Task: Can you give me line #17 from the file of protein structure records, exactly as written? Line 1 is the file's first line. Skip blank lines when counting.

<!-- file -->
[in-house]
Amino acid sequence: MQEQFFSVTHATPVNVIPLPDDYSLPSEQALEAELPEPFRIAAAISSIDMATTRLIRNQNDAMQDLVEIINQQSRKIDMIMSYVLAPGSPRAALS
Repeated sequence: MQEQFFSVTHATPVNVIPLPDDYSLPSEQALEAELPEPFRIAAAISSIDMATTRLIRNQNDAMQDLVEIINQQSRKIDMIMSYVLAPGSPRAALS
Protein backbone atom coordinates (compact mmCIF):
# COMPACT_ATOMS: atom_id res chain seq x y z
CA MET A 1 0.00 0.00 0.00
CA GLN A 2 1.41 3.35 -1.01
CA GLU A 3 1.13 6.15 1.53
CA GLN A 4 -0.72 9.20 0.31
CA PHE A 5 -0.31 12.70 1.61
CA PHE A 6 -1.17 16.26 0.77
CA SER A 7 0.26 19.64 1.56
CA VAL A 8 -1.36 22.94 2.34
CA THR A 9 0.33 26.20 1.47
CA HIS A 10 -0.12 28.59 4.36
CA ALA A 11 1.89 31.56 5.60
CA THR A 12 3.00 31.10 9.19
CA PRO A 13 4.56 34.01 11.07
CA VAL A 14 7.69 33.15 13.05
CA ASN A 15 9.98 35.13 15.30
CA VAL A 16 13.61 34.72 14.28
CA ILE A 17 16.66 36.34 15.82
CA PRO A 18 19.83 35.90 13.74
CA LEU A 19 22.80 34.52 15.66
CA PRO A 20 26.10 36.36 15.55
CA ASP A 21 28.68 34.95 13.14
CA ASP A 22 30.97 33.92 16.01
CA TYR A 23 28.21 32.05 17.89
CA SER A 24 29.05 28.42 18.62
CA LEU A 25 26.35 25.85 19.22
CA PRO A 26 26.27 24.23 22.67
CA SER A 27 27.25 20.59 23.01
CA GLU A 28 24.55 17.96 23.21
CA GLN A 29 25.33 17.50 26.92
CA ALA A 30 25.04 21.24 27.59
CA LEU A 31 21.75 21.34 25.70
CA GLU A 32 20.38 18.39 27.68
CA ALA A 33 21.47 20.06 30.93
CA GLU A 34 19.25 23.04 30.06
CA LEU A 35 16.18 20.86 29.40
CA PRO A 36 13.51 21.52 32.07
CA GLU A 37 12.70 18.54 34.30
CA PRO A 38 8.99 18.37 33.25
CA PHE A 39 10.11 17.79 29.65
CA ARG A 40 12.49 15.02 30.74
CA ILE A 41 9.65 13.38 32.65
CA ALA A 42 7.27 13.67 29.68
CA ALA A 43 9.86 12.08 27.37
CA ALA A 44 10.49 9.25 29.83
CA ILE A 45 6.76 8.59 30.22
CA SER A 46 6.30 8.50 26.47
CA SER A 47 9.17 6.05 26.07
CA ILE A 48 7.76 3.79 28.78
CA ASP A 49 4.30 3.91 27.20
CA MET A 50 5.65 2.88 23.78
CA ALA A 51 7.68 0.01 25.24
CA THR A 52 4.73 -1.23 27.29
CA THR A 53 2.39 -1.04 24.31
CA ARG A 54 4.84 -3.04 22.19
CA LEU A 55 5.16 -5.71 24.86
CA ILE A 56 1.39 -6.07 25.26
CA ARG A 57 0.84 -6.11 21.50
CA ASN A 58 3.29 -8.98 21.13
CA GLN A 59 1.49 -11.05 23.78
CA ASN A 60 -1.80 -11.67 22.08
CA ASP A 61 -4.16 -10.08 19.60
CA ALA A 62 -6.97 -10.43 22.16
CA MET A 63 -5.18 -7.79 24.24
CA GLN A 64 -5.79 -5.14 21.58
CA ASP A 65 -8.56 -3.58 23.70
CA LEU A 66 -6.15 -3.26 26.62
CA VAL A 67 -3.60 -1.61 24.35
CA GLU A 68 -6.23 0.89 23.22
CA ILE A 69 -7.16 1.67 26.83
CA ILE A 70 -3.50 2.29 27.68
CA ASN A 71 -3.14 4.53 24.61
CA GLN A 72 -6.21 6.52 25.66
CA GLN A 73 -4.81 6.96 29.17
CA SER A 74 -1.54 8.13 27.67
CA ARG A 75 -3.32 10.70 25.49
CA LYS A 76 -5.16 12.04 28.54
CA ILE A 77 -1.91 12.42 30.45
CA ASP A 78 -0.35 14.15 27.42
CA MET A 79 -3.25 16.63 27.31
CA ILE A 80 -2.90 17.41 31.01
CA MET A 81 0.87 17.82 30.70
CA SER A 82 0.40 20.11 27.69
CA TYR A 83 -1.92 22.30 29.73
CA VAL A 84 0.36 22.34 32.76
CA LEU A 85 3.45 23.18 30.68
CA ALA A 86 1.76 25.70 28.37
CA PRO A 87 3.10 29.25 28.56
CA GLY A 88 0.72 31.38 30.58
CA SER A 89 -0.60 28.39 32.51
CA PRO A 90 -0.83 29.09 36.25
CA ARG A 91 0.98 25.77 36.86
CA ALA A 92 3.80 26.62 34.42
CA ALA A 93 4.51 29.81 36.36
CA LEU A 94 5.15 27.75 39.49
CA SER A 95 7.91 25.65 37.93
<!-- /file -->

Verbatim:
CA THR A 12 3.00 31.10 9.19